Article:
Now Playing, Part 15
Our September issue is making its grand entrance into the world on Saturday the 15th, so you know what that means: it's time to learn more about some of our new contributors and what they've been playing, thinking about, and loving lately.
I loved Andrew Sean Greer’s novel Less: I read it, then immediately reread it. It’s a dazzling, funny book, full of perfectly turned similes, but what I loved best is that it’s a bildungsroman about someone turning 50, and at long last growing up.
My most recent obsession has been Netflix’s “explained” docuseries. Each episode is short, sweet, and chock-full of information, much like good creative nonfiction. When I’m not watching Criminal Mind reruns, “explained” is a natural remedy to the 24-hour dumpster fire that is “the news.” And when I’m over the visual stimulation, Blood Orange’s latest album Negro Swan provides unending audio bliss.
I’ve been listening to a lot of nonfiction audio books this year—on runs, on commutes to work, sometimes even at work if I’m doing something relatively mindless like making graphics to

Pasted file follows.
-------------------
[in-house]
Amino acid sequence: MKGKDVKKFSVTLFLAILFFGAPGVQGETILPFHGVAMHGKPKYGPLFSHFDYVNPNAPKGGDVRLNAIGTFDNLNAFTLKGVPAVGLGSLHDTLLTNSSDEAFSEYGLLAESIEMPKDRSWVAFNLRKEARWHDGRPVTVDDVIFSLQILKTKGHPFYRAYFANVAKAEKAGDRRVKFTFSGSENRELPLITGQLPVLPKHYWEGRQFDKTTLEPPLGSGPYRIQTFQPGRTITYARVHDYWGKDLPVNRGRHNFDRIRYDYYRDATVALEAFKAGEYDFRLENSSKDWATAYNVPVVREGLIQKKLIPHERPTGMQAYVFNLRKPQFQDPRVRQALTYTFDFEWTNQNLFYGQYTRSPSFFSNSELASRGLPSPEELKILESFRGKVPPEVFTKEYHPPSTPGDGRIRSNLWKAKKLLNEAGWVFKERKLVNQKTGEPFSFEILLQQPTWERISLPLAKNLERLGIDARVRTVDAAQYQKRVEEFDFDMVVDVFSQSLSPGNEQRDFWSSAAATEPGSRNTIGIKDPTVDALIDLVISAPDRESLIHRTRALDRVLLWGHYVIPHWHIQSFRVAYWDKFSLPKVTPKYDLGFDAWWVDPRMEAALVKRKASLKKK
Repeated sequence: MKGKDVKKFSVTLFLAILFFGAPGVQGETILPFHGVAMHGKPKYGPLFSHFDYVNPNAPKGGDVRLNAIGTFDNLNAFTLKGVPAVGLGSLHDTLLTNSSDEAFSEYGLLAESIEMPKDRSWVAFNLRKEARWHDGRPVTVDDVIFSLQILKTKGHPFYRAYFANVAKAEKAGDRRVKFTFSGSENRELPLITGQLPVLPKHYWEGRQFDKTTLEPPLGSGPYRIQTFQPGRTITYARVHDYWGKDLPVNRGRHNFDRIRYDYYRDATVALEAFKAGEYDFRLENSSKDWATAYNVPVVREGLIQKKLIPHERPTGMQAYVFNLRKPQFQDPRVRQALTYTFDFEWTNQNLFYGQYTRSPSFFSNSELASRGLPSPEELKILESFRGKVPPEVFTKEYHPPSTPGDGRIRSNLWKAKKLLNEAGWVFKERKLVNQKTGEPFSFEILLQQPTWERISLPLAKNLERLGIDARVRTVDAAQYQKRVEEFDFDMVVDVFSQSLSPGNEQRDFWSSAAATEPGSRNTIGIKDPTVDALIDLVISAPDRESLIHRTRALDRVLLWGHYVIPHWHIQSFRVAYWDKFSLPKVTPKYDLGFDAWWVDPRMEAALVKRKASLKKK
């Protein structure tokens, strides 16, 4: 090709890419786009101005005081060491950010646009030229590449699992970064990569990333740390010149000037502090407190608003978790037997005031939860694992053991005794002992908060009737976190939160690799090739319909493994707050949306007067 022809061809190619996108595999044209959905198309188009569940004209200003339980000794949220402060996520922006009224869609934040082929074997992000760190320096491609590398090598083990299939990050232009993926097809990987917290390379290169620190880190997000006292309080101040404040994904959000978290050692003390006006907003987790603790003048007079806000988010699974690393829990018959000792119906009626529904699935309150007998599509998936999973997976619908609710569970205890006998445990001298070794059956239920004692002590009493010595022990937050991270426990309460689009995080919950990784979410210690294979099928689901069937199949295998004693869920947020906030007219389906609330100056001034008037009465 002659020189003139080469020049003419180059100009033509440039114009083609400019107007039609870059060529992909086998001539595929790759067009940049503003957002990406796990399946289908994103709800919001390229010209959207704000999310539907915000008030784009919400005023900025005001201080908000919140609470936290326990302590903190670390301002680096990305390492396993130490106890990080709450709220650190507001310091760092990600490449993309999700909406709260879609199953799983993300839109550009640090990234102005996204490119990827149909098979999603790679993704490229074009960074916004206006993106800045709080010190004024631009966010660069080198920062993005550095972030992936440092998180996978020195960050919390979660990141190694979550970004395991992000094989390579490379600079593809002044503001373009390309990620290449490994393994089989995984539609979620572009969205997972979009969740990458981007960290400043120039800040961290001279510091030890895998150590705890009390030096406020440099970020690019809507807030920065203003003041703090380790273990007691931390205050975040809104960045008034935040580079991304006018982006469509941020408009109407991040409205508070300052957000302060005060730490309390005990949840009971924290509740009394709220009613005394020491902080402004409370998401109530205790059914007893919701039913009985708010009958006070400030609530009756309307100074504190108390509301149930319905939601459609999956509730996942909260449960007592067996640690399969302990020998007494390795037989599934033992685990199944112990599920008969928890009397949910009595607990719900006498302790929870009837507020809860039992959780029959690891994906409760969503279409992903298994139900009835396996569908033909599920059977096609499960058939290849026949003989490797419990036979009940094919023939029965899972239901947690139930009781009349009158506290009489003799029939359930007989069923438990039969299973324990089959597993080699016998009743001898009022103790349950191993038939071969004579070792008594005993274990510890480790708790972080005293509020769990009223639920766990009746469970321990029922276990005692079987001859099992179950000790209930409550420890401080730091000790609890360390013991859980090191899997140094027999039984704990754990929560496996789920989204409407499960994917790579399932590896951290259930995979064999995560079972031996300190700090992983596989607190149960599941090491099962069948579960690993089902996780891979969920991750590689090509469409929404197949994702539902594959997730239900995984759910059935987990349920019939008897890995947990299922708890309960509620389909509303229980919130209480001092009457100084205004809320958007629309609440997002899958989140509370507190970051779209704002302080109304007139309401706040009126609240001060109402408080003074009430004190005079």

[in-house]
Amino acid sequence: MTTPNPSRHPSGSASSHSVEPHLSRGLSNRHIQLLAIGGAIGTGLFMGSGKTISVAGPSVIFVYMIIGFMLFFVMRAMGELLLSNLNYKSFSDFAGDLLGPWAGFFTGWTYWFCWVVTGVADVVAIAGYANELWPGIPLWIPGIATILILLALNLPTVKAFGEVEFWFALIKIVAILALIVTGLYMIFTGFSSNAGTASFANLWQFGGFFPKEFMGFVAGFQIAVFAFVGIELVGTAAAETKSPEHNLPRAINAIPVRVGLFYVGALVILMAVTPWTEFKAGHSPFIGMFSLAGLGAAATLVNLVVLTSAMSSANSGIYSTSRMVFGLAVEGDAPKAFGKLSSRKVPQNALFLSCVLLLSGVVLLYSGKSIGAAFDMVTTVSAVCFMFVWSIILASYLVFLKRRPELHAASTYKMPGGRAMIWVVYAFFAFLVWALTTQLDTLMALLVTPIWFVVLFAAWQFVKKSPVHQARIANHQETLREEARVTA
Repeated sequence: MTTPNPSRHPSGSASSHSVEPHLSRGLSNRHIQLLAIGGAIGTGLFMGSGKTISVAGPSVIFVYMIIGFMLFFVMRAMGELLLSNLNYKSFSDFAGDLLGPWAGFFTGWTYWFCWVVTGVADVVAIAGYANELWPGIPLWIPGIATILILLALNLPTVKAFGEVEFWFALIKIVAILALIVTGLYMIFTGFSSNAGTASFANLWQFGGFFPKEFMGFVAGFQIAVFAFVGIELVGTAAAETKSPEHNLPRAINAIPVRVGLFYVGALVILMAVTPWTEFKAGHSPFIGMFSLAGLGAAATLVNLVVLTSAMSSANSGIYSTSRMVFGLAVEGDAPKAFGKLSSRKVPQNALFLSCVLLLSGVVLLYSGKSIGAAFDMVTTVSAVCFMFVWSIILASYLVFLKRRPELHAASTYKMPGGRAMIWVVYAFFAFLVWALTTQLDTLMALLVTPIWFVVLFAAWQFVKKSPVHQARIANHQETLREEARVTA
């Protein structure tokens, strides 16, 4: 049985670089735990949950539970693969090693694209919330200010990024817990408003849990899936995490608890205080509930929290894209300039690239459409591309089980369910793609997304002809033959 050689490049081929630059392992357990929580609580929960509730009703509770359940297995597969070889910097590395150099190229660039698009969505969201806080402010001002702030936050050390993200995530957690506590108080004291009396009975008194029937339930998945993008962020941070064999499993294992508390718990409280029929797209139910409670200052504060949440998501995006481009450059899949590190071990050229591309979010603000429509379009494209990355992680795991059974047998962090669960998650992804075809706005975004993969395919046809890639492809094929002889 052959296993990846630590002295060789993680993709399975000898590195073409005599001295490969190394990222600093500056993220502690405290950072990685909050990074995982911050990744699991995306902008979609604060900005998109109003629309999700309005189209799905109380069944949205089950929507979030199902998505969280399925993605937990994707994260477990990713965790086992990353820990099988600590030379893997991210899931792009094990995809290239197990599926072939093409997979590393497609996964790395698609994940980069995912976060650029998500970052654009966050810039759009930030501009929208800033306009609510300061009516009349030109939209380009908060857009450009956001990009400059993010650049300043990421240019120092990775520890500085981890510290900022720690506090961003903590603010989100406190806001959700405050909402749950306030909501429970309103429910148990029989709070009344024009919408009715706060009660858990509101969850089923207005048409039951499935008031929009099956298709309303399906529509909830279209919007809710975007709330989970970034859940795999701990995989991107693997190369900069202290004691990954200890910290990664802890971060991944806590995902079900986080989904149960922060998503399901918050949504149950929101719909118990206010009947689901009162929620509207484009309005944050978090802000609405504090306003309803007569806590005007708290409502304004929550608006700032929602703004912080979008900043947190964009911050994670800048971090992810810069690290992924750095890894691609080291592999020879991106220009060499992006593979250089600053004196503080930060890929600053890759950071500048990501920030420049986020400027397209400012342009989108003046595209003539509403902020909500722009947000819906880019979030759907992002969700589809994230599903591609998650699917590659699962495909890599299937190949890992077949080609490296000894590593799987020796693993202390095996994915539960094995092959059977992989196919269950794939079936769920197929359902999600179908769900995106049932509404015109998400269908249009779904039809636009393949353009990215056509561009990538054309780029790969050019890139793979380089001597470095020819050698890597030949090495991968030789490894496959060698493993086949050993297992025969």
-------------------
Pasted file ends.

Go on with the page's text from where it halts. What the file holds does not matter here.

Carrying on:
accompany the science assessment questions I spend the bulk of my days writing. Four of my recent favorites are Deena Kastor’s Let Your Mind Run, Nina Riggs’s The Bright Hour: A Memoir of Living and Dying, Rebecca Solnit’s The Faraway Nearby, and Alain de Botton’s The Architecture of Happiness. I find much inspiration for my fiction in nonfiction.
Back in 2015, I saw Dilly Dally play at one of my favorite San Francisco venues, Bottom of the Hill, a café-sized space filled with strings of warm red lights, joined to a patio whose plant wall is made up of milk crates. After the show, I bought a CD of their first album, Sore, which I played to death in my Honda Accord––on road trips up and down the California coastline, my daily San Francisco commute, and through the rolling hills of the Peninsula. That Honda has since been totaled, and I've moved to Columbus Ohio for graduate school, where, without California's weaving freeways, I don't need a car and rarely listen to CD's.
But today, Dilly Dally releases their follow-up album to Sore, Heaven, an album which I was lucky to preview when I saw the band's live show last week. I've been listening to the singles from Heaven over and over again the past few weeks, and my favorite place to listen to them in is my bathroom––the brightest space in my home, and where I apply makeup during particularly dissociative mornings, applying personal attention to my face until I can claim it as mine. Heaven is an album built out of a group teetering on the edge of breakup––aching, sweet, and brightly self-determined. I loved the raw hurt of Sore, andI imagine that I'll still lean on its barbs at times, but I'm excited to envelop myself in this new album, and the claim it stakes to being full.